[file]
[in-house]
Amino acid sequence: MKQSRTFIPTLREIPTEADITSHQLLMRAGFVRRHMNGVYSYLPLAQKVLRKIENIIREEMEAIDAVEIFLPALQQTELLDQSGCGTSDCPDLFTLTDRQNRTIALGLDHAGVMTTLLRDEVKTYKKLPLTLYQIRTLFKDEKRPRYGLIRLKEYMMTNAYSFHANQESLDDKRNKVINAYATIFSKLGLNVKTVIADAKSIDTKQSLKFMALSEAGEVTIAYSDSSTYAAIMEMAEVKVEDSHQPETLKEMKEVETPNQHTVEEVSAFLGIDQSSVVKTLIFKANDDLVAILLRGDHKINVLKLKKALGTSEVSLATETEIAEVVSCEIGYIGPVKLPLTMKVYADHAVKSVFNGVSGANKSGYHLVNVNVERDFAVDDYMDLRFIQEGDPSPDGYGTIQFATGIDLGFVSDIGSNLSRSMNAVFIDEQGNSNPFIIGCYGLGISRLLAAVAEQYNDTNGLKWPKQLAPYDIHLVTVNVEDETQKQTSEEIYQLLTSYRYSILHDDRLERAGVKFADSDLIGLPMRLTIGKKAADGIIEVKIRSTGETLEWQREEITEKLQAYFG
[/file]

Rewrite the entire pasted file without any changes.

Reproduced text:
[in-house]
Amino acid sequence: MKQSRTFIPTLREIPTEADITSHQLLMRAGFVRRHMNGVYSYLPLAQKVLRKIENIIREEMEAIDAVEIFLPALQQTELLDQSGCGTSDCPDLFTLTDRQNRTIALGLDHAGVMTTLLRDEVKTYKKLPLTLYQIRTLFKDEKRPRYGLIRLKEYMMTNAYSFHANQESLDDKRNKVINAYATIFSKLGLNVKTVIADAKSIDTKQSLKFMALSEAGEVTIAYSDSSTYAAIMEMAEVKVEDSHQPETLKEMKEVETPNQHTVEEVSAFLGIDQSSVVKTLIFKANDDLVAILLRGDHKINVLKLKKALGTSEVSLATETEIAEVVSCEIGYIGPVKLPLTMKVYADHAVKSVFNGVSGANKSGYHLVNVNVERDFAVDDYMDLRFIQEGDPSPDGYGTIQFATGIDLGFVSDIGSNLSRSMNAVFIDEQGNSNPFIIGCYGLGISRLLAAVAEQYNDTNGLKWPKQLAPYDIHLVTVNVEDETQKQTSEEIYQLLTSYRYSILHDDRLERAGVKFADSDLIGLPMRLTIGKKAADGIIEVKIRSTGETLEWQREEITEKLQAYFG